“I am very happy with the overall plan; unless the public funding is raised it is not going to be very fruitful. The challenge will be the implementation and construction of the four pillars, it requires quite an effort to get a meaningful higher education reform”, said bySaumen Chattopadhyaya, Professor, Zakir Husain Centre for Educational Studies, JNU
In regard to the scrapping of the MPhil. course from the Universities, Prof Chattopadhyaya said, “Right now what we have in JNU is 2-years of MPhil. followed by 4 years of PhD where many students seldom submits within 6 years, they take an extension under Clause 9b. The training at the Masters level is so poor that very often pursuing an MPhil degree does help the student to write the PhD thesis but it ends up consuming one more year. In that case, the first year of training that we impart to the students who are admitted to the MPhil, PhD programme has to be taken very seriously”.
The students have to be extremely serious and pro-active in completing the PhD degree in the span of 3-4 years. When the students would write the research paper in the 4th year of the Undergraduate programme, possibly the kind of MPhil training as expected from the students would be somewhat achieved. According to me it is definitely a good direction because we spend up 6 to 7 years to get a PhD degree and the students need to wait pretty long to enter the job market. Let the students complete the thesis at a reasonable time period which is internationally comparable.
The purpose of a policy document is to enunciate a vision. The policy requires an education system that is ambitious, equitable, that delivers for everybody, that allows the real aims of education to be fulfilled. It is certain that the implementation of the policy will be a challenge. One of the biggest challenges we have had in the past 70 years, in the Indian Education System is that in 1966 a commission set up on a national policy said that at least 6 percent of the GDP should be invested in education and it was very clear that it had to be government invested money. It is a tragedy that we have never crossed more than 4.2 percent of the GDP, mostly we were at 3 percent, half the amount as required. The policy has clearly recommended that there shouldn’t be public investments made on it. The governments have been talking about 6 percent GDP since the Kothari Commission, 1966.
In the words of Prof Mehrotra, “This government is bankrupt, it is not even putting money into people’s hands, we need an increase in aggregate demand. If you don’t increase aggregate demand, your economy won’t grow, the government won’t have revenues, you can forget about 6% of GDP”.
Intentions might be great but can we afford the implementation of this policy? Do we have the money to actually witness this coming into play?
An interesting point here is that the Anganwadis have now been included in Nursery schooling which means that whatever has been taught to the children in Nursery schools, the equivalent of that should also be taught to the children in Anganwadi by Anganwadi workers. It predominantly means that to train them is utmost important and before trainingthem it would be nice if the government pays them for the amount of work they have been engaged in so far.Empowering the teachers, training them is primarily important, followed by strategic management of the infrastructure across all levels of education.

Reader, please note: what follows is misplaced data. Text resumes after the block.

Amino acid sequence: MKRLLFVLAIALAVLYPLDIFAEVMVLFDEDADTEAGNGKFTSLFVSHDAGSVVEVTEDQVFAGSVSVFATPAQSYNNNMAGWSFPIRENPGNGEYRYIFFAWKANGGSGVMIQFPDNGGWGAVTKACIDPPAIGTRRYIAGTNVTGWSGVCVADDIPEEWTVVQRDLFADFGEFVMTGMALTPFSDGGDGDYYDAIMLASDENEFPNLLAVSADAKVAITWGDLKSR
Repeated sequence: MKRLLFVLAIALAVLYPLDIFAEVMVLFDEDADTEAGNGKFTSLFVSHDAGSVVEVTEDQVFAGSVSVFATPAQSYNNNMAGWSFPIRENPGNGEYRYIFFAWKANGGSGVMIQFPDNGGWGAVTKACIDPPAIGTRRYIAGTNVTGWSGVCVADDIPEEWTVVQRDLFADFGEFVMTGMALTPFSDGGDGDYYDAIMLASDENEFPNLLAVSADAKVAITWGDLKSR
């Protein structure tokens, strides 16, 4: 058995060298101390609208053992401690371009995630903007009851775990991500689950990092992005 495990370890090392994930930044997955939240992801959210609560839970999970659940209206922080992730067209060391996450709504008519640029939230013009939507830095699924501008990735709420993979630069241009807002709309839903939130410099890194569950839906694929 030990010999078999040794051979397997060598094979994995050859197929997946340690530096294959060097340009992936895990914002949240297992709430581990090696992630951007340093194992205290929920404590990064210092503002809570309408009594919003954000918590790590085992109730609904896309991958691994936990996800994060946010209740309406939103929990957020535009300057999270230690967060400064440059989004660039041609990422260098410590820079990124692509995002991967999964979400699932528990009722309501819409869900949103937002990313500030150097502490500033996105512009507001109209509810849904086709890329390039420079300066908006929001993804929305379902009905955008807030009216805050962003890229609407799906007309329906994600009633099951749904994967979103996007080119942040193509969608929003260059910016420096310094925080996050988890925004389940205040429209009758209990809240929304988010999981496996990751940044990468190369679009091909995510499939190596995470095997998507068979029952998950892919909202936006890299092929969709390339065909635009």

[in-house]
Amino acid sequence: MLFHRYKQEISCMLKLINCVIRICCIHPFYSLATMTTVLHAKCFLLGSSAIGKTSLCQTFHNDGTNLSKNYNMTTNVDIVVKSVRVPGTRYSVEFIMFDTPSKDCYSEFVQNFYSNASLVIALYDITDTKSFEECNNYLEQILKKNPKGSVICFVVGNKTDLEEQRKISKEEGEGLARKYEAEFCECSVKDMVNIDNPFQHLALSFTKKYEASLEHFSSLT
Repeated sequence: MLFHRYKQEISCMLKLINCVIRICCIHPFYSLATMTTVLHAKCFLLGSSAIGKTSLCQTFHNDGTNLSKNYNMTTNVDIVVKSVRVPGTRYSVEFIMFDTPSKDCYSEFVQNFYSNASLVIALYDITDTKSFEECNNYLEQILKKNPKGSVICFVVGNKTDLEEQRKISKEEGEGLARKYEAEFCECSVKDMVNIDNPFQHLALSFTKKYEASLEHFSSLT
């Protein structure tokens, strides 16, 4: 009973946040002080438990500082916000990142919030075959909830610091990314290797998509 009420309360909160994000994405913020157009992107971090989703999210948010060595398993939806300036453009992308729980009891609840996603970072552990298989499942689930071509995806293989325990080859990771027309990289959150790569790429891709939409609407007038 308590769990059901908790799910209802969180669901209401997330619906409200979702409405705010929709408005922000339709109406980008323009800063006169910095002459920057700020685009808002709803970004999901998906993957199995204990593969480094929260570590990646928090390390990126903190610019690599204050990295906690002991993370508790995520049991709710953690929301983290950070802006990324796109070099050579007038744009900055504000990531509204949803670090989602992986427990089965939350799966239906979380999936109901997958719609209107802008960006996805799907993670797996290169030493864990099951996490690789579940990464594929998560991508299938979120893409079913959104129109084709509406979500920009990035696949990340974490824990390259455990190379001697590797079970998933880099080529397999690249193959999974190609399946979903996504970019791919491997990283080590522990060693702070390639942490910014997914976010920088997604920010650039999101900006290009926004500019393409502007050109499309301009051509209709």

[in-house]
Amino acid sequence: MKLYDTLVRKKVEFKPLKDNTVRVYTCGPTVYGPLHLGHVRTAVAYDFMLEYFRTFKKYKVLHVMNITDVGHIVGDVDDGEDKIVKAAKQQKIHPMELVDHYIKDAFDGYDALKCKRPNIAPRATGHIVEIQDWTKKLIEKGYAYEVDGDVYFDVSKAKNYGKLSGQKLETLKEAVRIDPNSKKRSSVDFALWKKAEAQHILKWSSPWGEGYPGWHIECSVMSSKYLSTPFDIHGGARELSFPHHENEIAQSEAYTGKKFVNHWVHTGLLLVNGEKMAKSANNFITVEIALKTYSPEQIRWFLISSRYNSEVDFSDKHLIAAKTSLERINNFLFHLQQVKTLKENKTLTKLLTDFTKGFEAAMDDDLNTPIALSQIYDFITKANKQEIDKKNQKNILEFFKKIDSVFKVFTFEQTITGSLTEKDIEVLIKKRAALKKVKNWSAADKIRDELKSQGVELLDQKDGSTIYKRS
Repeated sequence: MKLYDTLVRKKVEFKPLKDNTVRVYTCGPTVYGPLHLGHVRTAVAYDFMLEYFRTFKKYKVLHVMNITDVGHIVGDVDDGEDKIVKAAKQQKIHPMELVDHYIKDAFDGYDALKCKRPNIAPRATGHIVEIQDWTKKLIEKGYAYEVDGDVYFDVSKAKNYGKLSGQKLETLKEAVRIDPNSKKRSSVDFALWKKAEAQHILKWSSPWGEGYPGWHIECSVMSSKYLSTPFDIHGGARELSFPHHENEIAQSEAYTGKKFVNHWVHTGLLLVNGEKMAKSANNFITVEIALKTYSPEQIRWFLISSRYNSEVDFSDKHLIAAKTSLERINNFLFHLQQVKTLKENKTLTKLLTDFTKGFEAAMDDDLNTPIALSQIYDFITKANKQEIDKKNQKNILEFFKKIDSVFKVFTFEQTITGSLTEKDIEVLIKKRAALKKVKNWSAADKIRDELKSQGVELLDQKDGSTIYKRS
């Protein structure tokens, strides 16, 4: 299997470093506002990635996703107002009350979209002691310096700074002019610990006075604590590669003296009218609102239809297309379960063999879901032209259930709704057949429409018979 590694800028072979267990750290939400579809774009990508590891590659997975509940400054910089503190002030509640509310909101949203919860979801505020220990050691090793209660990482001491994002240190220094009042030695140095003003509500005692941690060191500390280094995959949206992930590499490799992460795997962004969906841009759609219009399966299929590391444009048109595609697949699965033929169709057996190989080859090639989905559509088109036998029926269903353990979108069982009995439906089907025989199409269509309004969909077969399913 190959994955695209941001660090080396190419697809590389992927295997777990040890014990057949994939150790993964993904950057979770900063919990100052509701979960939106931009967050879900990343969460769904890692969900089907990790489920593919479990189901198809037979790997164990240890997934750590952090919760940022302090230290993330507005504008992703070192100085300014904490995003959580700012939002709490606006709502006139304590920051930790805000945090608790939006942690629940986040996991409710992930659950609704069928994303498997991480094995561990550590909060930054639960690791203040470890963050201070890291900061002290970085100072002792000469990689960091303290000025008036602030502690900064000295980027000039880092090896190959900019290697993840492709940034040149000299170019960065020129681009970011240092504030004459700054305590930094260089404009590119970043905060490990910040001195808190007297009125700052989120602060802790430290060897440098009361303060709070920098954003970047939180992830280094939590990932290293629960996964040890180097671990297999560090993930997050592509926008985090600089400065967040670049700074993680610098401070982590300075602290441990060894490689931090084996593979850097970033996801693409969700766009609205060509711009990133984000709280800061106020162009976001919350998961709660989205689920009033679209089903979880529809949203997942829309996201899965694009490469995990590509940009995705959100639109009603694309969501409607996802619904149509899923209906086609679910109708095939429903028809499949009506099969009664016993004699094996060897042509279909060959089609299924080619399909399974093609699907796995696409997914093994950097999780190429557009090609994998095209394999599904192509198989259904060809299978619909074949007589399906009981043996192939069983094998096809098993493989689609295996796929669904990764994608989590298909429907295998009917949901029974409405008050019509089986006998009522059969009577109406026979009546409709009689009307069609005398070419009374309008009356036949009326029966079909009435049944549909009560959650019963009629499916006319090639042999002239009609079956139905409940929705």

This is obviously, for the common mass, a complex document; it’s going to take a few days before everybody figures out the entire extent of what it means. It’s going to need a lot of clarification from the government as well. While it is promising and it seems to impart us vision and direction in the right track, don’t let it keep you up at night with eyes wide open for the time being, at least. Kindly read it, write out if any objections, do communicate it with the government, that is what a citizen’s responsibility is. But we do hope that this will solve a couple of problems, the problems of feeding midday meals to very small children from the Anganwadis, feeding and preparing them better for the world. The second problem of exams causing so much pressures – India has the highest instance of suicides among students in the world. The fact that the largest cause of death for young women between the ages of 15 and 30 is suicide is extremely alarming. That is because we put that kind of pressure on our students when they are taking up their exams. And because the Government has written on paper that Education deserves more funding from government, one hopes that the next time they are writing a State of Central budget, ‘education’ will receive more funding. Education and Healthcare are the Silver Bullets – if we feed our children (the poorest children) in our country properly from the age of 0 to 5 and give them proper education – where the teachers show up and they are well versed with what they are teaching – we will create a Superpower.